By Ian Torres – Contributor

The immense culture and traditions that Oklahoma offers were captured on the walls of the OCCC Visual Performing Arts Center when witnessing the Mariachi Anita Martínez Festival on Feb. 26.

The Mariachi Anita Martínez Festival began in 2006. It is held every two years. 

It has the purpose of demonstrating two things – the ability of our community to create spectacular shows and to be able to provide kids from schools around the metro education on their culture and traditions.

“This year, we are going to highlight one of our local Mariachis who is about to celebrate 20 years of anniversary here in serving Oklahoma. Mariachi Orgullo de America has performed many concerts accompanied many artists, and they are the ones involved in starting the very first mariachi school programs,” said Roberto Ruiz, President at Scissortail Community Development Corporation and also a proud founder of Mariachi Orgullo de America.

In 2005, Mariachi Orgullo de America took on the task of providing public school children in Oklahoma with an opportunity to learn about their traditions in a more intimate way than just seeing it through a video. 

So the vision was for children to be a part of it, and with the help of funding, they were able to do that. Students received a music education that also reinforced the culture and traditions of their homes.

“Here in Oklahoma, it’s been very challenging to maintain these programs because there is not a lot of support for arts programs in general, but then really when you talk about cultural specific art programs, it is very difficult to find support and resources to continue these programs,” Ruiz said, with a tired look, as he has suffered in keeping these programs alive.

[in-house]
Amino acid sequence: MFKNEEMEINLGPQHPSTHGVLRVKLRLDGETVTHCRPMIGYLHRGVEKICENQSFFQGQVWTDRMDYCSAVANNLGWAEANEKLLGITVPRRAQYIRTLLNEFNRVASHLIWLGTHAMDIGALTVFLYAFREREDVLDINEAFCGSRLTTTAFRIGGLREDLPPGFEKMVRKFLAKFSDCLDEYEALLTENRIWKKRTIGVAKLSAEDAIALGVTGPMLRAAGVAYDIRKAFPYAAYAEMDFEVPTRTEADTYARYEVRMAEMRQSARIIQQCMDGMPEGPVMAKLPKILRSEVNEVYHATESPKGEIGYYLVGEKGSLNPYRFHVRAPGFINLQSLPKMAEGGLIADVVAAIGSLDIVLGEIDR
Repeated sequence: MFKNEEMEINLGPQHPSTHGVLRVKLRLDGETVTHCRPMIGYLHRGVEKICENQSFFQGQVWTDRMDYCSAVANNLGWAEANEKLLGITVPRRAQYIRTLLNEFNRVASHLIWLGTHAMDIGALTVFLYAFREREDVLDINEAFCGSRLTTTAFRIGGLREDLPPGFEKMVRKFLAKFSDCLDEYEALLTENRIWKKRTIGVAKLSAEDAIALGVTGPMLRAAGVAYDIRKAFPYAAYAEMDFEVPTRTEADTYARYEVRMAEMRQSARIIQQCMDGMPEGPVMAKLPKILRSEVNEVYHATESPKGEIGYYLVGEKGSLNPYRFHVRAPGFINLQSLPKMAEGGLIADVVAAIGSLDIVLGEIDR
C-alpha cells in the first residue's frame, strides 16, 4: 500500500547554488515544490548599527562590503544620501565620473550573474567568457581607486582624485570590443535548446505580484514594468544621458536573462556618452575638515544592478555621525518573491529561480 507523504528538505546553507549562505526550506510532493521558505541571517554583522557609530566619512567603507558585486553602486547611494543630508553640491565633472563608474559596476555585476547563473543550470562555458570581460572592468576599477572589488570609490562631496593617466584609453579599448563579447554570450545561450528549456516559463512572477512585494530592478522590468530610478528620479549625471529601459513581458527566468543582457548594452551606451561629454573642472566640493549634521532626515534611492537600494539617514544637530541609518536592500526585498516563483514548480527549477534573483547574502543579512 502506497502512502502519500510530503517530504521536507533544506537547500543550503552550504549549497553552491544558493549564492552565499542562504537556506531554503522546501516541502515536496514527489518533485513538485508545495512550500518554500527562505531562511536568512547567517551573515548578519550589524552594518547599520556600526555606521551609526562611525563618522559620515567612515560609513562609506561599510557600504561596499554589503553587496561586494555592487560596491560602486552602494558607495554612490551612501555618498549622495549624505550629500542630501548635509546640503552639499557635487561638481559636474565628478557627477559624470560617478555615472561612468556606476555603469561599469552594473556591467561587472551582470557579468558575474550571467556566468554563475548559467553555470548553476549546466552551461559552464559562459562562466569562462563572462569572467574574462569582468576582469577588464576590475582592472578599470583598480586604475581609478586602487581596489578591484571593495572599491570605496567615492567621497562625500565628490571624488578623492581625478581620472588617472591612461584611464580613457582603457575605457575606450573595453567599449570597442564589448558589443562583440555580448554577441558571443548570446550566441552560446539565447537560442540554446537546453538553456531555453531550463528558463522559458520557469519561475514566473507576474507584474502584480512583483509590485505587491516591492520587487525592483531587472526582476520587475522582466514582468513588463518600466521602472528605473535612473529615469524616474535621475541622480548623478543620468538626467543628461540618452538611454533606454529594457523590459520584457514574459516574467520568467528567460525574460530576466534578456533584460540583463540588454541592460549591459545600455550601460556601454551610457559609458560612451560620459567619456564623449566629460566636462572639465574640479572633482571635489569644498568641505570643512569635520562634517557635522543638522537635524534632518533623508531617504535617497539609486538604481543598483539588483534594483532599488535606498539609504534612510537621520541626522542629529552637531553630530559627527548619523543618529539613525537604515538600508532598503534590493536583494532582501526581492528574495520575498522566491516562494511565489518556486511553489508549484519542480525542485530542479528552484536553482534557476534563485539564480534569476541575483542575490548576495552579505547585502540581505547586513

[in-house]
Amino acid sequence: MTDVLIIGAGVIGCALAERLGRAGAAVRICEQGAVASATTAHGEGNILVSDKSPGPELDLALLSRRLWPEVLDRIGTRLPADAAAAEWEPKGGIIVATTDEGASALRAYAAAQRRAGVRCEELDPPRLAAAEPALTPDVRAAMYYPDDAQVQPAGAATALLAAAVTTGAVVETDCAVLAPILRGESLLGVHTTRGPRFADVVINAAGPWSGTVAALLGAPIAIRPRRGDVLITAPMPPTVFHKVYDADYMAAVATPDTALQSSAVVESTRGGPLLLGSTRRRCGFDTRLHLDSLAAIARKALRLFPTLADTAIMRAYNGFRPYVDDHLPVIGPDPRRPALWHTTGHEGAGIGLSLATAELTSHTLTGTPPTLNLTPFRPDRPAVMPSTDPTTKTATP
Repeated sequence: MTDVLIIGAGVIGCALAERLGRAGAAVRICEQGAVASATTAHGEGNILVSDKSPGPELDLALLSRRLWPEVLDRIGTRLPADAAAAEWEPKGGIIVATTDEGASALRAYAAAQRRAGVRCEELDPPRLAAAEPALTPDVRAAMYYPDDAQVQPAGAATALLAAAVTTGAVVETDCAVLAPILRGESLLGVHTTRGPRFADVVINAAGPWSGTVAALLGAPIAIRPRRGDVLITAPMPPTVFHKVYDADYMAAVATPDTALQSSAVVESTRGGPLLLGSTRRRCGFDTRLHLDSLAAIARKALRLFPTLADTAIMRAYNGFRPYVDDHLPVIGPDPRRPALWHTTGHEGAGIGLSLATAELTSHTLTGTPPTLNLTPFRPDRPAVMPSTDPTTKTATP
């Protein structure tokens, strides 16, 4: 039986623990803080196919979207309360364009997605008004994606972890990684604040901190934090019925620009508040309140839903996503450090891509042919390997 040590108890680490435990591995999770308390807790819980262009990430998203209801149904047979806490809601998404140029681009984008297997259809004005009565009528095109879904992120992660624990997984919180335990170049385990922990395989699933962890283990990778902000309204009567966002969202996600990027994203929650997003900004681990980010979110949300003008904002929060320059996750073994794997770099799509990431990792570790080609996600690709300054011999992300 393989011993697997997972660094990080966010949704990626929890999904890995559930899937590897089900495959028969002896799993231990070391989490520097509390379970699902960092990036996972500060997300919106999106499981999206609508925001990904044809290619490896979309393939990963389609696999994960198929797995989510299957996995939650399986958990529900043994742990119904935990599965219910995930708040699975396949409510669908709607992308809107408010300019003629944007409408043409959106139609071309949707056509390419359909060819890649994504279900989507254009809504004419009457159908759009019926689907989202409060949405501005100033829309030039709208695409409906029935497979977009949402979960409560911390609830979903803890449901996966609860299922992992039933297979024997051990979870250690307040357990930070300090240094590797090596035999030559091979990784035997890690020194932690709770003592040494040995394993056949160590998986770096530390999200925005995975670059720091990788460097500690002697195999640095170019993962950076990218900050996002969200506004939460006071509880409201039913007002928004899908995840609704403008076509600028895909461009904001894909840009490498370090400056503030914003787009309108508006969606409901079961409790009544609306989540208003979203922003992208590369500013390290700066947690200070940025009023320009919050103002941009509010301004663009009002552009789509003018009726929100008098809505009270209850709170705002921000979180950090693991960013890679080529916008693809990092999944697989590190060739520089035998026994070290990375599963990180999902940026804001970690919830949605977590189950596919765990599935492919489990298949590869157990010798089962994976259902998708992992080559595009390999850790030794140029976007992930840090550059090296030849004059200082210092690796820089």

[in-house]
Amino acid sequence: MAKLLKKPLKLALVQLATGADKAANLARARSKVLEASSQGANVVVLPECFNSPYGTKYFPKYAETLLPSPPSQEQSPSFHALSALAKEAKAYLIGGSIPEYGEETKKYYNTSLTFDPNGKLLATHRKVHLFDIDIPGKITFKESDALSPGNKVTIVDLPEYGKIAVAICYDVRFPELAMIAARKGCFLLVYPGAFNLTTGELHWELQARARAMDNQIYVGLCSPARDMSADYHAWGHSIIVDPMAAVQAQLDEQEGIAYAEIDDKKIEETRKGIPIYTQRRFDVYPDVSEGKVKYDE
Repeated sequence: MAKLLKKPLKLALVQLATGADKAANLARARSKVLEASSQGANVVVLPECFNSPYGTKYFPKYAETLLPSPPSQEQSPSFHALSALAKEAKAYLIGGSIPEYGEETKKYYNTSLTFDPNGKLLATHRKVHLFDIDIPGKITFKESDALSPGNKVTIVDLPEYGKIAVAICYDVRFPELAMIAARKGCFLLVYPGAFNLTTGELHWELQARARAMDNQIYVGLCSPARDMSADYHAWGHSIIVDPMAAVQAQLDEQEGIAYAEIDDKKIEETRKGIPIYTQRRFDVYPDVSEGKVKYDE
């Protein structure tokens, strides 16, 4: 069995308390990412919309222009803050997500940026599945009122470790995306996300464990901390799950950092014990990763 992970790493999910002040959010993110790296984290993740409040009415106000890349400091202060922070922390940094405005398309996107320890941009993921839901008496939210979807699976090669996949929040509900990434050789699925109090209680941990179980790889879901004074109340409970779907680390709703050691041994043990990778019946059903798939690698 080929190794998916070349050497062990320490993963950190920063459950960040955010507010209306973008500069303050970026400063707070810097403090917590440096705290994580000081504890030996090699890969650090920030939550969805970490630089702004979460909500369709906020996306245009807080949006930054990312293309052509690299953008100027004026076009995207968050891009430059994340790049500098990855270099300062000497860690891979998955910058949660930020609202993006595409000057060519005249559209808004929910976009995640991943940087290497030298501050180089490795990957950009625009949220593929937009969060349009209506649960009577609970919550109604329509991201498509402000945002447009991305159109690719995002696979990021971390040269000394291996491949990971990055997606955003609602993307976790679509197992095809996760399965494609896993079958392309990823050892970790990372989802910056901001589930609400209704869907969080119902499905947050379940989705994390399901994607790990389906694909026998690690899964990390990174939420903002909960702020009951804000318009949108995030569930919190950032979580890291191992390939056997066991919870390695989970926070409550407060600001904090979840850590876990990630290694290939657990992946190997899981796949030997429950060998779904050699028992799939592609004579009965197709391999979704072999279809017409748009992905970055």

Not long ago, in the 2017-2018 school year, they had a program that was offered as a class in three middle schools. 

Ruiz says it was similar in funds to a sports program since it had the full support of an artist in residence, in conjunction with teachers of each instrument, who taught the students in the last class of the day and an hour after school.

“Students learned very quickly and were able to start performing music within a few weeks. When we started to have parent meetings, they were also very well attended, I mean full houses!” Ruiz said about the programs these three metro schools ran.

Unfortunately, Robert and many kids saw an end to it. “During the summer, we got a call that this new source of funding that we had found for this Marichi programs, through what’s called Tittle IV dollars, were going to be shifted into professional development.” So the efforts of many went along with the money.

Although today, Academia Okc, a teaching group, is in several schools serving the purpose of promoting the culture and traditions that many of these children seek to be part of, the work of seeking these funds to keep programs alive only becomes more creative. 

El Festival de Mariachi Anita Martínez helped with these efforts by fundraising for the programs.

Although Mariachi Orgullo de América was the main attraction, the festival was absolutely emotional, as it had extraordinary guests like Grupo Folklorico Norahua, Jabee Williams, Theresa Zaizar, Grupo Estrella Chapina with marimbas and a song dedicated to the people of Guatemala, Edgar Cruz, David Hooten and many other guests who represented not only the culture of their respective countries but also the culture of our state of Oklahoma.

“What an amazing night! Tonight was just beautiful, and I was so proud to be invited by my classmate from the University of Oklahoma, Robert Ruiz. I enjoyed every single moment. Just a beautiful celebration of culture. I was very proud to be here to have engaged and just enjoyed every bit of it,” responded with a smile, OCCC president-elect Dr. Mautra Jones, who was one of the distinguished guests at the event. 

Jones also shared that one of her favorite moments was the presentation made as a tribute to the people who are no longer with us, which had many crying in the auditorium.

The high-caliber event included excellent music and presentations that raised the name of Hispanic, American and Oklahoman culture. 

The night also served as a reminder of the need for the arts, especially the cultural arts. They promote the roots of origin and serve as a learning essence for the rest of the world.